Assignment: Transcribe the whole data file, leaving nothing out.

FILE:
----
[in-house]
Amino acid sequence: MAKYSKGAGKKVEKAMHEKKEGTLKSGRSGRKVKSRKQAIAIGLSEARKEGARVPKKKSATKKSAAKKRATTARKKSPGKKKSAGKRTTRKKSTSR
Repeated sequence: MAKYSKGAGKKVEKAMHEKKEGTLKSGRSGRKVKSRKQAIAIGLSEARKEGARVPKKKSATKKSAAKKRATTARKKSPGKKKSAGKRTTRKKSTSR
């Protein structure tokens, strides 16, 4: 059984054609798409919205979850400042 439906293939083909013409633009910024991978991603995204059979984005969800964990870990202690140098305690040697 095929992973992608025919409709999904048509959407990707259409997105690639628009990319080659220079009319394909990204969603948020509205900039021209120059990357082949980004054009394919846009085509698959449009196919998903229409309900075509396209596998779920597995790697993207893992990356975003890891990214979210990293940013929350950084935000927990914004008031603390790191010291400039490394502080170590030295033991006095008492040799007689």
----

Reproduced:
[in-house]
Amino acid sequence: MAKYSKGAGKKVEKAMHEKKEGTLKSGRSGRKVKSRKQAIAIGLSEARKEGARVPKKKSATKKSAAKKRATTARKKSPGKKKSAGKRTTRKKSTSR
Repeated sequence: MAKYSKGAGKKVEKAMHEKKEGTLKSGRSGRKVKSRKQAIAIGLSEARKEGARVPKKKSATKKSAAKKRATTARKKSPGKKKSAGKRTTRKKSTSR
């Protein structure tokens, strides 16, 4: 059984054609798409919205979850400042 439906293939083909013409633009910024991978991603995204059979984005969800964990870990202690140098305690040697 095929992973992608025919409709999904048509959407990707259409997105690639628009990319080659220079009319394909990204969603948020509205900039021209120059990357082949980004054009394919846009085509698959449009196919998903229409309900075509396209596998779920597995790697993207893992990356975003890891990214979210990293940013929350950084935000927990914004008031603390790191010291400039490394502080170590030295033991006095008492040799007689």